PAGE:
Simon Zelotes speaketh it somewhile after the Crucifixion
             Ha’ we lost the goodliest fere o’ all
             For the priests and the gallows tree?
             Aye lover he was of brawny men,
             O’ ships and the open sea.
             When they came wi’ a host to take Our Man
             His smile was good to see,
             “First let these go!” quo’ our Goodly Fere,
             “Or I’ll see ye damned,” says he.
             Aye he sent us out through the crossed high spears
             And the scorn of his laugh rang free,
             “Why took ye not me when I walked about
             Alone in the town?” says he.
             Oh we drunk his “Hale” in the good red wine
             When we last made company,
             No capon priest was the Goodly Fere
             But a man o’ men was he.
             I ha’ seen him drive a hundred men
             Wi’ a bundle o’ cords swung free,
             That they took the high and holy house
             For their pawn and treasury.
             They’ss no’ get him a’ in a book I think
             Though they write it cunningly;
             No mouse of the scrolls was the Goodly Fere
             But aye loved the open sea.
             If they think they ha’ snared our Goodly Fere
             They are fools to the last degree.
             “I’ll go to the feast,” quo’ our Goodly Fere,
             “Though I go to the gallows tree.”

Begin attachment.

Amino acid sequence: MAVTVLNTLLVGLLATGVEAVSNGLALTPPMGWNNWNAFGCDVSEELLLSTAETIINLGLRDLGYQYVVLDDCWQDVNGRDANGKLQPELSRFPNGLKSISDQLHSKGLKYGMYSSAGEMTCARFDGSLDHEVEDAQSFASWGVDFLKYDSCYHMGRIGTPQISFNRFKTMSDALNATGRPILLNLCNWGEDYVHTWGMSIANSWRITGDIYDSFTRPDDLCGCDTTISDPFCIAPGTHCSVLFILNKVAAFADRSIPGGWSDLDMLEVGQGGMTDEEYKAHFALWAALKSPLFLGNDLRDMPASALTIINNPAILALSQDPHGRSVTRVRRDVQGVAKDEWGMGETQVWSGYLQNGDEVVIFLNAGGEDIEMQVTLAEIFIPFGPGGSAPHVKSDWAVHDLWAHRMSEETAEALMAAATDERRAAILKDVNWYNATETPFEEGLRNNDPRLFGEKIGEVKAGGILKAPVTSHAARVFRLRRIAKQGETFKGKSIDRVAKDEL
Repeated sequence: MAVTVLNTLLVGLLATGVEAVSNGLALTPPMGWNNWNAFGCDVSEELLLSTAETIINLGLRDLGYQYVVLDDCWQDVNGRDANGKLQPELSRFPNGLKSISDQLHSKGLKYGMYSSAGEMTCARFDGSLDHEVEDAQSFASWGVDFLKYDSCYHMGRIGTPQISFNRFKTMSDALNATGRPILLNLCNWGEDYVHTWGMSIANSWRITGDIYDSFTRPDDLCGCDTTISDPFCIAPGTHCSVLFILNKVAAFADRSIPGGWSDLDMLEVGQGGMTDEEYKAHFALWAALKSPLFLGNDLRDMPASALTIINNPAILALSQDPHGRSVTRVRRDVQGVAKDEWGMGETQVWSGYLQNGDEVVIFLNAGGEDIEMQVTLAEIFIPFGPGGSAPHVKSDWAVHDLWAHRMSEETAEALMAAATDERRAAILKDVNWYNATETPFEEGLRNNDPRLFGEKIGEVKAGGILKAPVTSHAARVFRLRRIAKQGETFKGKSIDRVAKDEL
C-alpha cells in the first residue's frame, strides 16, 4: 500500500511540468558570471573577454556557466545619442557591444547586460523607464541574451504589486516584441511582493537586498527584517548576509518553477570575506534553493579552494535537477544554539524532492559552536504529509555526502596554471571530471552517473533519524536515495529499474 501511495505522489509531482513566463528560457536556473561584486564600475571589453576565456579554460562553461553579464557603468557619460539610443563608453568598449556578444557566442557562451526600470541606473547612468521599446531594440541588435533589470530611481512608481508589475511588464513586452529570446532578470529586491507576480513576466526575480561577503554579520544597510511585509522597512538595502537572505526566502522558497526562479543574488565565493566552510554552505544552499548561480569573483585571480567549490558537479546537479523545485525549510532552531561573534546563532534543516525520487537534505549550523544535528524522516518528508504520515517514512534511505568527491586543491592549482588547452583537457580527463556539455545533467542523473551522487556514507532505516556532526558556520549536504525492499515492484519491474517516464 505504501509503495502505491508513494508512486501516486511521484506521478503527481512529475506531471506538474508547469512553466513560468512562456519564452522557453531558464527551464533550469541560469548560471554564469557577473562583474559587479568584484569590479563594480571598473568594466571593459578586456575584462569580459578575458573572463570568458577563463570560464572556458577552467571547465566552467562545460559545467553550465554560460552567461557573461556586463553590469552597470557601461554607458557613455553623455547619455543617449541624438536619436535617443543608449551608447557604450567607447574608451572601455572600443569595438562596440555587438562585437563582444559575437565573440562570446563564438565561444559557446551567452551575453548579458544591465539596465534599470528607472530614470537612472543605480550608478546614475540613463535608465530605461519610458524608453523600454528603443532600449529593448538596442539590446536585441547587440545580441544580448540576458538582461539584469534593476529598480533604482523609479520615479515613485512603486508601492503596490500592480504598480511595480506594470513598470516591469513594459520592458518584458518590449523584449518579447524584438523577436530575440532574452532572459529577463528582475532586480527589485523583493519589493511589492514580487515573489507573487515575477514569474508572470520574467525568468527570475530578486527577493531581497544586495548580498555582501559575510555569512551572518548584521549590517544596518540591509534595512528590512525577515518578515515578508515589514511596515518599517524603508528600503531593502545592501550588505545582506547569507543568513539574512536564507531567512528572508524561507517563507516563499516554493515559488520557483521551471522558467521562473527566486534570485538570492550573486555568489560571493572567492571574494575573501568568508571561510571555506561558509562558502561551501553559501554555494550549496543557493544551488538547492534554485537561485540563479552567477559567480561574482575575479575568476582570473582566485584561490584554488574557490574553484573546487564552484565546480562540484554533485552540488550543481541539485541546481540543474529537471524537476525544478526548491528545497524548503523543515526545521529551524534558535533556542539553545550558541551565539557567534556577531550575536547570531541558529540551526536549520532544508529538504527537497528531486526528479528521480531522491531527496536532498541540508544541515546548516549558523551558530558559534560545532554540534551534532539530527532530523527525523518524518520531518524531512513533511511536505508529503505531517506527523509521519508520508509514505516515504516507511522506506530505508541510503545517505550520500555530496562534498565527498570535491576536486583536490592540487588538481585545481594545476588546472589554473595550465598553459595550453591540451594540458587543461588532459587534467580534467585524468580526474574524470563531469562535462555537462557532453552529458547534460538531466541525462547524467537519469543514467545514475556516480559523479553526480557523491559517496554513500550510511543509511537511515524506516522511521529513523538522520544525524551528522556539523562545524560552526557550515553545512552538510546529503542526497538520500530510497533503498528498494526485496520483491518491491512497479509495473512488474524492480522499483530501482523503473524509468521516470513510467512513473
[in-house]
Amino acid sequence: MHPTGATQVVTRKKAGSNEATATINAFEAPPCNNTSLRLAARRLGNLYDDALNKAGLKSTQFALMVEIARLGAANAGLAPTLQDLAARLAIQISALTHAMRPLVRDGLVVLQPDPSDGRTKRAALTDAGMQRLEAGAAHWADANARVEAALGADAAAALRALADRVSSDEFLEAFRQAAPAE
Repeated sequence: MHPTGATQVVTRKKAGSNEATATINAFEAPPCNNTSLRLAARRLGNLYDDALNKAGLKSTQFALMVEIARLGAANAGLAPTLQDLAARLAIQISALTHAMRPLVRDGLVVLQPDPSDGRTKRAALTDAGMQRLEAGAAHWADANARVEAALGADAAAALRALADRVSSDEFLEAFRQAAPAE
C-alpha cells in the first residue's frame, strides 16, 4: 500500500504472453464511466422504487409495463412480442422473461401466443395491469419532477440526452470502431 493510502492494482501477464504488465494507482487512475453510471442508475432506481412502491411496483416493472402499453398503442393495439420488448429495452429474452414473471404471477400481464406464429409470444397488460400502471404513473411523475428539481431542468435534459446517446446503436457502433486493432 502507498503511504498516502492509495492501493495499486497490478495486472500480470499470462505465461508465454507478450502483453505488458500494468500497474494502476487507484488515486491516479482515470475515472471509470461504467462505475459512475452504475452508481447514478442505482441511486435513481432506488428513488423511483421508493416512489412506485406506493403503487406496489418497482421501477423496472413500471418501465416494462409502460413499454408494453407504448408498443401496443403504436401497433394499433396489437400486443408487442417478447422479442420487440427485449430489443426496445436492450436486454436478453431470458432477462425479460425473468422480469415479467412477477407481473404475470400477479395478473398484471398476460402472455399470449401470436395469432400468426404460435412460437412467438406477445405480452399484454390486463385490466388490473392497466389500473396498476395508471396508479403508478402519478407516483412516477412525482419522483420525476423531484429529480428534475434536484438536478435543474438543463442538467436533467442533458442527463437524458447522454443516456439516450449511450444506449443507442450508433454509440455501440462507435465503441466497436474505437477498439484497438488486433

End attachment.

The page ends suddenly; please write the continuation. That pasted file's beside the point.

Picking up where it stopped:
“Ye ha’ seen me heal the lame and blind,
             And wake the dead,” says he,
             “Ye shall see one thing to master all:
             'Tis how a brave man dies on the tree.”
             A son of God was the Goodly Fere
             That bade us his brothers be.
             I ha’ seen him cow a thousand men.
             I have seen him upon the tree.
             He cried no cry when they drave the nails
             And the blood gushed hot and free,
             The hounds of the crimson sky gave tongue
             But never a cry cried he.
             I ha’ seen him cow a thousand men
             On the hills o’ Galilee,
             They whined as he walked out calm between,
             Wi’ his eyes like the grey o’ the sea,
             Like the sea that brooks no voyaging
             With the winds unleashed and free,
             Like the sea he cowed at Genseret
             Wi’ twey words spoke’ suddently.
             A master of men was the Goodly Fere,
             A mate of the wind and sea,
             If they think they ha’ slain our Goodly Fere
             They are fools eternally.
             I ha’ seen him eat o’ the honey—comb
             Sin’ they nailed him to the tree.

  • 0
  • 0
Login to comment...

Other works by Ezra Pound...

Some poets who follow Ezra Pound...

Rumennar Serdna. von Goethe LR Young Gjabby Guterrez Daniel Sierra David Cast